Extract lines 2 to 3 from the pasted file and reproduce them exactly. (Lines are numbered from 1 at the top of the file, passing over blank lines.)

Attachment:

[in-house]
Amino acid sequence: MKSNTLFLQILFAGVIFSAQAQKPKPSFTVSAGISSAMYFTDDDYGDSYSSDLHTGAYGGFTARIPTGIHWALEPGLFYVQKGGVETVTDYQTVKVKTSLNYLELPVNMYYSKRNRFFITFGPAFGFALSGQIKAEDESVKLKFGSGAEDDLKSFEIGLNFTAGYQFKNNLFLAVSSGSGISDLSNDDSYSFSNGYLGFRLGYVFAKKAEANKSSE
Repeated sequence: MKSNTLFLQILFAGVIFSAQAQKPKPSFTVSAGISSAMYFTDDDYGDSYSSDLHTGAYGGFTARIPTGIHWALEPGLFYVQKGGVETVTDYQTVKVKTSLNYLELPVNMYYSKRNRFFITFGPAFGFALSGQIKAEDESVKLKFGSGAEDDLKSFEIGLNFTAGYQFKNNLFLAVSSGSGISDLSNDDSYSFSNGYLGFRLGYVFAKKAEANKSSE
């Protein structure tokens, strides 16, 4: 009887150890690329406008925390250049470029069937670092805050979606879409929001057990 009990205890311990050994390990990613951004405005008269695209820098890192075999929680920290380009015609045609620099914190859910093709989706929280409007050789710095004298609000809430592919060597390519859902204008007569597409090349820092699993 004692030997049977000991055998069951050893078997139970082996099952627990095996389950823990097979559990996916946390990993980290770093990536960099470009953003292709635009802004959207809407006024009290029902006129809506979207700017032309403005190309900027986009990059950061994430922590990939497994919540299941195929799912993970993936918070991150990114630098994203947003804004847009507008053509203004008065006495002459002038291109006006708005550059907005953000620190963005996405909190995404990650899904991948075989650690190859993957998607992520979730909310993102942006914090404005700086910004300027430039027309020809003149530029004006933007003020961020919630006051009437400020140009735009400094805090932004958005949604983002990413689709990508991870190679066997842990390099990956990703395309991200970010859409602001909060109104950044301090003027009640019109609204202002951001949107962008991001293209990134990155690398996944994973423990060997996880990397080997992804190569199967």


Amino acid sequence: MKSNTLFLQILFAGVIFSAQAQKPKPSFTVSAGISSAMYFTDDDYGDSYSSDLHTGAYGGFTARIPTGIHWALEPGLFYVQKGGVETVTDYQTVKVKTSLNYLELPVNMYYSKRNRFFITFGPAFGFALSGQIKAEDESVKLKFGSGAEDDLKSFEIGLNFTAGYQFKNNLFLAVSSGSGISDLSNDDSYSFSNGYLGFRLGYVFAKKAEANKSSE
Repeated sequence: MKSNTLFLQILFAGVIFSAQAQKPKPSFTVSAGISSAMYFTDDDYGDSYSSDLHTGAYGGFTARIPTGIHWALEPGLFYVQKGGVETVTDYQTVKVKTSLNYLELPVNMYYSKRNRFFITFGPAFGFALSGQIKAEDESVKLKFGSGAEDDLKSFEIGLNFTAGYQFKNNLFLAVSSGSGISDLSNDDSYSFSNGYLGFRLGYVFAKKAEANKSSE